Political parties, watch out! This summer, women are set to challenge the dominance of men in deciding the fate of candidates in the 2014 general elections.
Recent trends show that participation of the fairer sex in elections has been rising and they outnumbered men in voting in as many as 16 of the 20 states that went to polls since 2010.
It should not come as surprise if Indian women voters create history in the nine-phase polling by registering a higher voting percentage than men.
The gap in voting between men and women has been falling since 1962 and was lowest in 2009 polls. It came down from 16.7% to 4.4% and the sharpest dip was seen between 2004 and 2009 polls, Election Commission data shows.
Former chief election commissioner SY Quraishi is confident that women will emerge as a strong electoral force in the 2014 elections.
"An analysis by the Election Commission showed that in 16 of the 20 states that went to polls after 2010, women voting percentage was higher than men. In fact, women are no more hesitant to show their electoral preferences," he said.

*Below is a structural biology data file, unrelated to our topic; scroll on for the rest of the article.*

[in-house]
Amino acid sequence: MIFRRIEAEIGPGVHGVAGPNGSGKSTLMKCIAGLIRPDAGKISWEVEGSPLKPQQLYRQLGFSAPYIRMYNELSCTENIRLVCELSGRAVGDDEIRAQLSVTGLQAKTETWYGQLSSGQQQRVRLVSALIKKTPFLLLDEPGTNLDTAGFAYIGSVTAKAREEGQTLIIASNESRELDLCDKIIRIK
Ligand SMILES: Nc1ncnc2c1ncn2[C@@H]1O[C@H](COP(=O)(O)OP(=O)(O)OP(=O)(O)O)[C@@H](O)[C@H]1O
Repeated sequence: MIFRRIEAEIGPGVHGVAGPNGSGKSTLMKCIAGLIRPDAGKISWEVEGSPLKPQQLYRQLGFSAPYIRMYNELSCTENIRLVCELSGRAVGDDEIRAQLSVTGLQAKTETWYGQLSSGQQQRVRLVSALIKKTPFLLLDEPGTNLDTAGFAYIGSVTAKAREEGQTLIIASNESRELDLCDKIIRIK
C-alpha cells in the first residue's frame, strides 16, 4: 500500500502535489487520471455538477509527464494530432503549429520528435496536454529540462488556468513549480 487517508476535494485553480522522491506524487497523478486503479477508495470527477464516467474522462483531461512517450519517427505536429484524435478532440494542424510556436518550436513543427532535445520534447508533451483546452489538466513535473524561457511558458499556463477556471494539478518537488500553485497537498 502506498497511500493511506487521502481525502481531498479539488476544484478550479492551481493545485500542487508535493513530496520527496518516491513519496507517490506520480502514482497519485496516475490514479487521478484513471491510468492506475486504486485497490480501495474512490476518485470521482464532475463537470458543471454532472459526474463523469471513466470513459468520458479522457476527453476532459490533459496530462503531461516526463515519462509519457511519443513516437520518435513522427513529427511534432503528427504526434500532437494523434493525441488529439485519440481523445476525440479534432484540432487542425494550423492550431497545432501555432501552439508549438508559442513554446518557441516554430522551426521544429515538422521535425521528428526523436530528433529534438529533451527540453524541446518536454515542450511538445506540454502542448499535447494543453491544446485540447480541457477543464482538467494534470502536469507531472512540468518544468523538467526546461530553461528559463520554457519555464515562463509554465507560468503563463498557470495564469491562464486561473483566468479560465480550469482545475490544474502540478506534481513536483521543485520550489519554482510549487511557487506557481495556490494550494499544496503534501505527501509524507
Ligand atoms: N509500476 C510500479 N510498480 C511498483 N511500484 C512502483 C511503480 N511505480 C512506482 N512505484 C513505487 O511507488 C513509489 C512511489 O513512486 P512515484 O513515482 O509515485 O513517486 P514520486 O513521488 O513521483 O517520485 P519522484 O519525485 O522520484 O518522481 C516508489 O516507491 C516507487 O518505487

Political parties will have to reckon women power as two states – Uttar Pradesh and Bihar – that could decide the fate of the next party in power at Centre had recorded higher women participation then men. The two states have 120 Lok Sabha constituencies in the 543-member lower house.
About 60.5% of women came out to vote in the 2012 assembly elections in UP, which has 80 Lok Sabha seats, as compared to 58% men. In Bihar, which has 40 Lok Sabha constituencies, 54.5% women voted as compared to 51% men in the 2010 assembly polls.
But the exception in the long list of states favouring women voters is BJP leader Narendra Modi's home state of Gujarat. In the 2012 assembly polls in Gujarat, 69.50% women voters used their franchise as compared to about 73% men.
In the same league fall India's most developed states of Kerala, Karnataka and Assam.
However, the positive change would not have happened without the Election Commission's intervention.
In 2009, the EC conducted a nation-wide survey and found that women were reluctant to go for voting alone. The reason was they felt embarrassed at searching their names in the electoral rolls on the polling day at the booths set up by the political parties.
"We introduced the concept of a booth level officer to enroll voters and visit every home before the polling day to disburse slips with the polling booth number to help them to vote without seeking help of political activists. It has shown results in higher outcome of voters who were normally left out," said chief election commissioner VS Sampath.